Electricians work with electrical systems that power everything from security to climate control. They install, connect, test, and maintain these systems for home, business, and industry use. Electricians specialize in construction, maintenance, or both. They work with blueprints of factories, office buildings, homes, and other types of places. They study the location of circuits, panel boards, and other electrical necessities. They must follow the National Electric Code, as well as State and local codes, when installing electrical systems. They use insulated wires or cables, as well as plastic-covered wire, and connect this wire to circuit breakers, transformers, and other equipment. After they have finished wiring, they often test the circuits to ensure they have made sound connections.
Electricians also work with low voltage wiring systems, including those of telephones, computers, intercoms, and alarm and security systems. They may install fiber optic cable or coaxial cable systems to power telecommunications equipment. When they are doing maintenance work, they may rewire homes in order to hook up new appliances. When they work in large factories, they often repair motors, transformers, generators, and electronic controllers. Those who work in office buildings usually repair a wide variety of electrical equipment.
Those wishing to develop a career as an electrician should be in good physical condition. They should be healthy and able to lift moderate loads. They should have excellent agility and manual dexterity. Because electricians are often required to distinguish between wires of various colors, they need to have color vision.
In 2002, electricians earned a median hourly wage of $19.90. Earnings ranged from the lowest 10%, who earned less than $11.81, to the highest 10%, who earned more than $33.21. The following shows the median hourly wages in the industries employing the greatest numbers of electricians:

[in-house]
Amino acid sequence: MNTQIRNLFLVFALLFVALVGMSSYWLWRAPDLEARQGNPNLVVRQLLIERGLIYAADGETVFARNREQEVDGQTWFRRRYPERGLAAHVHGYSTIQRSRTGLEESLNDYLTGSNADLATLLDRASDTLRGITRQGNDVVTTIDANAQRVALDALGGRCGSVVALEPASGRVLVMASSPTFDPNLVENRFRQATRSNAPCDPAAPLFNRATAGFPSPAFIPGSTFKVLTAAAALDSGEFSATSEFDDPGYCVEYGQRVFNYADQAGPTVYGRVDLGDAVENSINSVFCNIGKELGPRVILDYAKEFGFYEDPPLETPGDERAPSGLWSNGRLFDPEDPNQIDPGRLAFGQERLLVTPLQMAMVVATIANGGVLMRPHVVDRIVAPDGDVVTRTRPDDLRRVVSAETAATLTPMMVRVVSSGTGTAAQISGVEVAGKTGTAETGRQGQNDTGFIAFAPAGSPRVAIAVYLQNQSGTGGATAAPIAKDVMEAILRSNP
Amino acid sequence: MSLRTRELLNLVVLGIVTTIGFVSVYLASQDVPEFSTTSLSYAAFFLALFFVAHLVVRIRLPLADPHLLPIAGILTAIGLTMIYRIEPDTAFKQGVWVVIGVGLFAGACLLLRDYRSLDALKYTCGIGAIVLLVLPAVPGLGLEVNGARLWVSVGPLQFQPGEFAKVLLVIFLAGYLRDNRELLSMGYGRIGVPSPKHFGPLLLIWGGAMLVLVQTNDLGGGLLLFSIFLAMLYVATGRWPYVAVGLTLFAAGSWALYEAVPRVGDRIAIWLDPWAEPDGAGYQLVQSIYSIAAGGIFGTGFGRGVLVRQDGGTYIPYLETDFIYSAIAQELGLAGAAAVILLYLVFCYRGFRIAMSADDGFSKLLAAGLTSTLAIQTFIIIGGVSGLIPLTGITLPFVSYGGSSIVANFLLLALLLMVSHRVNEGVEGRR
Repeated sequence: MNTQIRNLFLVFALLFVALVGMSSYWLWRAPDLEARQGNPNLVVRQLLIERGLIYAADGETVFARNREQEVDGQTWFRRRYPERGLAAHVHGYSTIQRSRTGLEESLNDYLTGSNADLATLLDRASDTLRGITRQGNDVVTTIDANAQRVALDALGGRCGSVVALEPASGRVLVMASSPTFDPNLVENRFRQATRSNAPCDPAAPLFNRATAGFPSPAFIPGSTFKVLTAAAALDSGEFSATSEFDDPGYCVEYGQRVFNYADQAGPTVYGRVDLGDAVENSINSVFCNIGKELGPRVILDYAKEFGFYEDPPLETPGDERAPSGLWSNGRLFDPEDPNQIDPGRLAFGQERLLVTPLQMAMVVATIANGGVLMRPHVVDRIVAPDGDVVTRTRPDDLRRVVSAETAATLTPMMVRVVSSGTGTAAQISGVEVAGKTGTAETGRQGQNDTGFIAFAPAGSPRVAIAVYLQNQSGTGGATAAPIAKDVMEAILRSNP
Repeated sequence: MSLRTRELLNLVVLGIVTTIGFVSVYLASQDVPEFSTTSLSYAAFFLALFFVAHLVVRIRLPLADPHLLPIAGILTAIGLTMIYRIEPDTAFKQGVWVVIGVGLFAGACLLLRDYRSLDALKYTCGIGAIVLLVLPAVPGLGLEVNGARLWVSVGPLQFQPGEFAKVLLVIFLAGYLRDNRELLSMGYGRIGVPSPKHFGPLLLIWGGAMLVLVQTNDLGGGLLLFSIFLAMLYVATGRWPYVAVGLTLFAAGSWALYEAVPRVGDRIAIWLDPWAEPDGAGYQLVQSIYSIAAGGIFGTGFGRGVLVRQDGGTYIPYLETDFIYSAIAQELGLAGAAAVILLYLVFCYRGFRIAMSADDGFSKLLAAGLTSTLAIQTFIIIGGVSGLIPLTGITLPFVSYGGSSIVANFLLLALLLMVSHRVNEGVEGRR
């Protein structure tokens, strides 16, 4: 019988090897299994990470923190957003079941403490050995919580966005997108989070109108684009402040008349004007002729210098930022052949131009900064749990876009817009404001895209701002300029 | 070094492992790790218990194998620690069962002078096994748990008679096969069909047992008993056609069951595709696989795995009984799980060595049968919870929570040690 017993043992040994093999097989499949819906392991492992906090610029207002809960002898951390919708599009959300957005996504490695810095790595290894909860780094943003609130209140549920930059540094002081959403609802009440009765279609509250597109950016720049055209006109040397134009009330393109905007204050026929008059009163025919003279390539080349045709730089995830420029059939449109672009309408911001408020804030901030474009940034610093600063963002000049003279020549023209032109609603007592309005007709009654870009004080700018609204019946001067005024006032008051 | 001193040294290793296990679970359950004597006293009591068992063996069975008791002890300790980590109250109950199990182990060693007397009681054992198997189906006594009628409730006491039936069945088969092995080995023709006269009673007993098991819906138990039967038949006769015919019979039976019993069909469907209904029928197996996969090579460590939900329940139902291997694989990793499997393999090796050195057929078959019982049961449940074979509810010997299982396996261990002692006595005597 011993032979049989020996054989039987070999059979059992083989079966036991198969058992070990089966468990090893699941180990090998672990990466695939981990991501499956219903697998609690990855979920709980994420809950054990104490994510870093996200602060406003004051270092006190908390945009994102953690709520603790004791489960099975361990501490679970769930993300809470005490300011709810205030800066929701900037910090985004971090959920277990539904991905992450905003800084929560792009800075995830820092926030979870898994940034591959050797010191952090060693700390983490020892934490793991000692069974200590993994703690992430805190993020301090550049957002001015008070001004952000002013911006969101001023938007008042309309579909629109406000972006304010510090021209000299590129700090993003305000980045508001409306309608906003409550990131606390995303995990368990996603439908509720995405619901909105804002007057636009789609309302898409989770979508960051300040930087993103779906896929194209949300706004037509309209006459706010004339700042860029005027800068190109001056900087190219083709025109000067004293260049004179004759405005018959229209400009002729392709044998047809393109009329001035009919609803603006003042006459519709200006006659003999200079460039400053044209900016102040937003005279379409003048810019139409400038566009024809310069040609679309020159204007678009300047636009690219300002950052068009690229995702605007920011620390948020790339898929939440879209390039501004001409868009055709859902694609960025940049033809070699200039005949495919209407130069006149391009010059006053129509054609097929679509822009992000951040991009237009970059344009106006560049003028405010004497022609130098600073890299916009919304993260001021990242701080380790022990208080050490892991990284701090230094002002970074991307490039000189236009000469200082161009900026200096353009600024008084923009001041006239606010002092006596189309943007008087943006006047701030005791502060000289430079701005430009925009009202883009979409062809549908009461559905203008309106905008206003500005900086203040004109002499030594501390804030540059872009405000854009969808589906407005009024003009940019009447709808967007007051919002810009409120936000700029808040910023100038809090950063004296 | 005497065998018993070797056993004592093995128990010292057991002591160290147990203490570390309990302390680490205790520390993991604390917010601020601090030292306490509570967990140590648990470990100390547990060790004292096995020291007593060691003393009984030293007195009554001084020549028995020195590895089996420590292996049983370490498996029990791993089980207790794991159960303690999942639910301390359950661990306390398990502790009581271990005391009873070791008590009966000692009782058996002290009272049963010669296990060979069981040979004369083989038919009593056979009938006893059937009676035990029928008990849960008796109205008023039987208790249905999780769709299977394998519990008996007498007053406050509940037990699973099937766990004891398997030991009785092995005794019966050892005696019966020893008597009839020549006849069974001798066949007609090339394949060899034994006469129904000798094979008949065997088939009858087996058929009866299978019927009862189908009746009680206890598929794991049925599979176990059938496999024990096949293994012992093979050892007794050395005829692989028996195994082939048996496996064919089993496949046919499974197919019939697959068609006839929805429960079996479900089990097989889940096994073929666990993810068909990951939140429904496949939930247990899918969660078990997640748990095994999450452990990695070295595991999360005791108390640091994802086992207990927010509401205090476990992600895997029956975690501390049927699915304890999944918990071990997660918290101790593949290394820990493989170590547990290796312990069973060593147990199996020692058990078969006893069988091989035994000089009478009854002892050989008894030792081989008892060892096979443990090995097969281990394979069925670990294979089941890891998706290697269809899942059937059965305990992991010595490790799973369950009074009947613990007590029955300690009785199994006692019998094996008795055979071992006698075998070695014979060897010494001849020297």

- Motor vehicle parts manufacturing: $28.72
- Local government: $21.15
- Building equipment contractors: $19.54
- Nonresidential building construction: $19.36
- Employment services: $15.46
Training and Education
A few electricians still learn the trade through on-the-job training, and some complete 3-year training programs. Most electricians gain their skills through formal apprenticeship programs that usually last from 3 to 5 years. Apprentices learn all aspects of the trade and, upon completion of the program, have a much higher chance of obtaining employment. Many apprenticeship programs include at least 144 hours of classroom instruction and 2,000 hours of on-the-job training. After completing the program, they become journeymen and continue to learn more electrical skills on the job. High school courses in mathematics, electricity, electronics, mechanical drawing, science, and shop can provide a good foundation for electrician apprenticeships. Most programs require applicants to be at least 18 years old, have a high school diploma, and pass a skills test. Electricians can advance to supervisors or superintendents, and some go on to start their own contracting businesses.
Click here to review a list of Electrician Schools and the programs that they offer.
In 2002, electricians held about 659,000 jobs. Over 25% were employed in the construction industry, and about 10% were self-employed.
Between 2002 and 2012, employment of electricians is expected to increase faster than the average. Overall growth of the population and the economy will create demand for more electricians to install and maintain electrical wiring and devices. New technology will also stimulate demand. Job opportunities are expected to be good.